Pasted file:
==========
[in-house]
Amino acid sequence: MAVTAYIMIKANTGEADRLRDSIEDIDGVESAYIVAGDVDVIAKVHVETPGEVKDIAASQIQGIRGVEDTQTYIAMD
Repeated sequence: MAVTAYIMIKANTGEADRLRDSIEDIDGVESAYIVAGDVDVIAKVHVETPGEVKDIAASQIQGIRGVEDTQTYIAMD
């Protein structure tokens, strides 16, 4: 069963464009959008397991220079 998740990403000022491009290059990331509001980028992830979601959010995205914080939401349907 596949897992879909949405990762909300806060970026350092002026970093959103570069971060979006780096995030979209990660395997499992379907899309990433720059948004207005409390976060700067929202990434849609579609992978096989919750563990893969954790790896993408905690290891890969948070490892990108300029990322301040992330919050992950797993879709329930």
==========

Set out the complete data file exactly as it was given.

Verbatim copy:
[in-house]
Amino acid sequence: MAVTAYIMIKANTGEADRLRDSIEDIDGVESAYIVAGDVDVIAKVHVETPGEVKDIAASQIQGIRGVEDTQTYIAMD
Repeated sequence: MAVTAYIMIKANTGEADRLRDSIEDIDGVESAYIVAGDVDVIAKVHVETPGEVKDIAASQIQGIRGVEDTQTYIAMD
């Protein structure tokens, strides 16, 4: 069963464009959008397991220079 998740990403000022491009290059990331509001980028992830979601959010995205914080939401349907 596949897992879909949405990762909300806060970026350092002026970093959103570069971060979006780096995030979209990660395997499992379907899309990433720059948004207005409390976060700067929202990434849609579609992978096989919750563990893969954790790896993408905690290891890969948070490892990108300029990322301040992330919050992950797993879709329930």